Performance Funding: What’s the Problem?

“Performance Funding” is all the rage in public higher education these days. A cornerstone of the Department of Higher Education’s Vision Project, it is playing a bigger role in how state allocations are distributed to our campuses. Basically, externally-imposed, one-size-fits-all criteria are used to assess how well a school is doing, and the better it does, the more funding it receives. Some strong supporters of public higher education advocate for this approach as one that demonstrates “accountability” and could convince legislators to increase funding.

PHENOM is very concerned about broad implementation of “performance funding” as the vehicle for advancing our public higher education system. We agree that demonstrating the value and effectiveness of what we do on our campuses is crucial, but we think this could be done with campus-centric implementations of outcomes assessment. Unfortunately, we see deeply-flawed notions of “performance funding” inserted in recent budgets having pernicious implications for our students and campuses.

First, performance funding tends to emphasize those things which are easily countable and comparable to other states. These are not necessarily the truly important contributions made by a college or university. That has led to using proxy data to evaluate the highly complicated and subtle idea of “an educated graduate.” For example, to summarize our effectiveness in teaching only by counting how many students pass licensure examinations belittles the subtle work of developing intelligent, reflective workers and citizens.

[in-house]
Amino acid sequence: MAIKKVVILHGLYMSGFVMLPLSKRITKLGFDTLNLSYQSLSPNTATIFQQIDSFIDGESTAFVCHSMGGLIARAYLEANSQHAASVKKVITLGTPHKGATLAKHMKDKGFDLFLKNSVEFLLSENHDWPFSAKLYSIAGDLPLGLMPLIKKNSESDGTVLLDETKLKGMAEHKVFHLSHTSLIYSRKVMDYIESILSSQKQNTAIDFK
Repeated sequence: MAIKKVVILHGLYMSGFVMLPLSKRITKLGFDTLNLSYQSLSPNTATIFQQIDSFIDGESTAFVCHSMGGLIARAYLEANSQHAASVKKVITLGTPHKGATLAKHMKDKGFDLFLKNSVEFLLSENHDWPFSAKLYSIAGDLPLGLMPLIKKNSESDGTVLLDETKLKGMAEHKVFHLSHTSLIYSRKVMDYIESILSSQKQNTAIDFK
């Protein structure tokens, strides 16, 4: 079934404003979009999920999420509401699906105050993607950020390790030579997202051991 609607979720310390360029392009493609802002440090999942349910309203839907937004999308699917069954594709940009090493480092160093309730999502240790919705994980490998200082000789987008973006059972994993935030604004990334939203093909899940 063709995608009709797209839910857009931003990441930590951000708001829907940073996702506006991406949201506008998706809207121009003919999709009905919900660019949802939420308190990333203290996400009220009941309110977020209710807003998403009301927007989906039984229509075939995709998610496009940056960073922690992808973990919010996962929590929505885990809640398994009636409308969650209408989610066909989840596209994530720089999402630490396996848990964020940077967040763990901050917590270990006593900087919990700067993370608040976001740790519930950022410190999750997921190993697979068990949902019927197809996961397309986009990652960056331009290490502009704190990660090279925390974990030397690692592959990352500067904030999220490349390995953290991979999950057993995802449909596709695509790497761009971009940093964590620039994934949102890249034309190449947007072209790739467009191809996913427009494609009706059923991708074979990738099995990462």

Second, when performance measures have high stakes attached to them, like the campus budget, there is always a tendency to game the system. For example, higher graduation rates can be attained through more selective admissions, easier grading, awarding more credits for the same course, or lowering graduation requirements. These are the opposite of what is intended. We have seen this problem proliferate around the country as high stakes testing has taken hold in K-12. People and systems cheat or cut corners when there is much at stake and tests or arbitrary numbers are the only tools for evaluation.

Finally, the very logic of improving quality through this kind of system is flawed. If we want to get graduation rates for minority students up at a smaller school like Berkshire Community College, depriving the campus of funds for failing to reach certain benchmarks will not enhance the college’s ability to achieve its goals. This funding model leads away from the desired outcome.

How would you reframe the issues of funding and performance? We believe our state could benefit from a broad and open discussion.

Return to PHENOMenal News Fall 2014